Instructions for Using CaliBall

Using the CaliBall

Using the CaliBallTM to calibrate interferometer transmission or reference spheres using the random ball test is almost fool proof.

However, observing a few simple precautions will improve the results of the calibration. These precautions are listed below in approximately the order they should be followed.

Because interferometers come in many configurations it is impossible to have a set procedure for every situation.

Remember the calibration is a measurement over a finite area of typically several hundred thousand points where the heights of concern are no more than a few nanometers.

Virtually every possible noise source will affect the results of the calibration to some small degree.

Also there are systematic errors associated with the test that these instructions show ways of avoiding or minimizing.

1) Secure the CaliBall

Secure the CaliBallTM kinematic mount to a rigid x-y-z stage with the flat edge of the mount parallel to the flange of the transmission sphere.

Nothing on the stage should project beyond the flat edge of the kinematic mount as this may prevent getting the ball to the focus of the transmission sphere particularly for the fast (f/1 or faster) spheres.

A right angle adapter plate affixed to one of the x-y-z lens/mirror mounts that are supplied with commercial interferometers is an ideal way to mount the CaliBallTM.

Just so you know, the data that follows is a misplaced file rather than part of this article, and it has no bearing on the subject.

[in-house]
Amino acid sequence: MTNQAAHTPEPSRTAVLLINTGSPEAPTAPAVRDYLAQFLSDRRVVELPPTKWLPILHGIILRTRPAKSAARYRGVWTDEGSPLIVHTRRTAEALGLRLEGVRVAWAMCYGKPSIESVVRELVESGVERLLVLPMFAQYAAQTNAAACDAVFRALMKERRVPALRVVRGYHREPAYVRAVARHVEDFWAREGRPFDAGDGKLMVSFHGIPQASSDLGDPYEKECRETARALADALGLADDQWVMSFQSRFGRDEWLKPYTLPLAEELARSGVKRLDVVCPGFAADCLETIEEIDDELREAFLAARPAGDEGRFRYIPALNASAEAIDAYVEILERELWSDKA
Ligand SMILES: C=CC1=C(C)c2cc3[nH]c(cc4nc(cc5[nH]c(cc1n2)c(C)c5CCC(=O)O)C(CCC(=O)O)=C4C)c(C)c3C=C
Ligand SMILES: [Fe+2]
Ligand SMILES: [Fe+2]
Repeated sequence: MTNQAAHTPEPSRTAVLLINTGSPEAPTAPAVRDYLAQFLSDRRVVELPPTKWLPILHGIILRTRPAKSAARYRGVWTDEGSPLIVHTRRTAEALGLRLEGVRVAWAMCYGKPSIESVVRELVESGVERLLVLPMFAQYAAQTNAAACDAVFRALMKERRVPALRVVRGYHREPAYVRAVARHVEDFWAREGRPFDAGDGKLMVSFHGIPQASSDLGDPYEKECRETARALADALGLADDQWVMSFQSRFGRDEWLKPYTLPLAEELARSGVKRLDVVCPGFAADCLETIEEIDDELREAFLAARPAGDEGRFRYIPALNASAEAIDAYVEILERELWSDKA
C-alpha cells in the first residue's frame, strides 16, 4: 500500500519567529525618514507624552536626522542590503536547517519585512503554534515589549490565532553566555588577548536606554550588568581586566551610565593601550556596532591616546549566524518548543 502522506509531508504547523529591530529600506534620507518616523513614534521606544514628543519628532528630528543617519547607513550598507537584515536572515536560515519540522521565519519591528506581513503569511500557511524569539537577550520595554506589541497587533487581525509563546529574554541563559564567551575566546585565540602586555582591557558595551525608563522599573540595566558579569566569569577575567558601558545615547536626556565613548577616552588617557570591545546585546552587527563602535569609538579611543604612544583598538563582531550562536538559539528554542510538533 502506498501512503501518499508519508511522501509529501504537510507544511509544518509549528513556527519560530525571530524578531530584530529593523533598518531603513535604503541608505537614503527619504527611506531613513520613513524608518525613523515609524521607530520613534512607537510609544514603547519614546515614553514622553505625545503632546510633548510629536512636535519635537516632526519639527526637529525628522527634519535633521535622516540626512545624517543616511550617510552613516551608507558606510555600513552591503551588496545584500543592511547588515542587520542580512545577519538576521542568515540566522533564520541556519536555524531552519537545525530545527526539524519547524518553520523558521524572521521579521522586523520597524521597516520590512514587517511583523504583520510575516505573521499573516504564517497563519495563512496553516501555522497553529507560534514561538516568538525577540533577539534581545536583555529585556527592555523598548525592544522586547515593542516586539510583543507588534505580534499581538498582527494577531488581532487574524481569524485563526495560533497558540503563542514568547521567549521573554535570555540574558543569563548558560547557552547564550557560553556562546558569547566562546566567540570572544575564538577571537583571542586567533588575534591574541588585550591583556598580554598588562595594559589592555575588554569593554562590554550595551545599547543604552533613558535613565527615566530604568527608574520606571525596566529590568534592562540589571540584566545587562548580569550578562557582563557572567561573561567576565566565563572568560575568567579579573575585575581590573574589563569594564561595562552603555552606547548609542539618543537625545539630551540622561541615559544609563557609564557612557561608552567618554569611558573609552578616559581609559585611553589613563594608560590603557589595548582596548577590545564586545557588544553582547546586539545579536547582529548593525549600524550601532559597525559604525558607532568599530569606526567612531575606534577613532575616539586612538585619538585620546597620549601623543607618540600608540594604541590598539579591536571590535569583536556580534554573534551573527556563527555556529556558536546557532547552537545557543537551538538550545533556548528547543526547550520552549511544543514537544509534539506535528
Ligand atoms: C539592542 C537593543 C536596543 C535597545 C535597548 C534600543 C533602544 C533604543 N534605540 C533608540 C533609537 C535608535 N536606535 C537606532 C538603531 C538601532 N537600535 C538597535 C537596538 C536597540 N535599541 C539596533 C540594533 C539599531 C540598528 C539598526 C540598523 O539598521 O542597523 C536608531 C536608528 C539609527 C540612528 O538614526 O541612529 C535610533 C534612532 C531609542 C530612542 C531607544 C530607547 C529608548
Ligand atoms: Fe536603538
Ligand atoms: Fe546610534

Lack of repeatability from CaliBallTM placement test to test during the averaging due to lack of mount stability will lead to a poor calibration.

2) Thoroughly Clean

Thoroughly clean the CaliBall and the tops of the three balls in the mount with acetone or methanol.

Handle the ball itself with lint free cotton gloves. Finger prints and other contamination have substantial thickness compared with the roundness of the ball and will seriously degrade the calibration.

This is probably the most important single precaution to observe. Keep the ball clean. 

Contamination is a random but systematic error that will affect how many samples must be in the average that becomes the calibration.

3) Set the ball

Set the ball on the kinematic mount and adjust the x-y-z stage to position the center of the ball at the focus of the transmission sphere to be calibrated.

Mark the top of the transmission sphere and always orient it with the top up when the transmission sphere is used subsequently. 

At the nanometer level this orientation is important and is a systematic error if the transmission sphere is installed oriented 1800 to how it was calibrated.

An even better method is to calibrate the transmission sphere every time it is installed on the interferometer.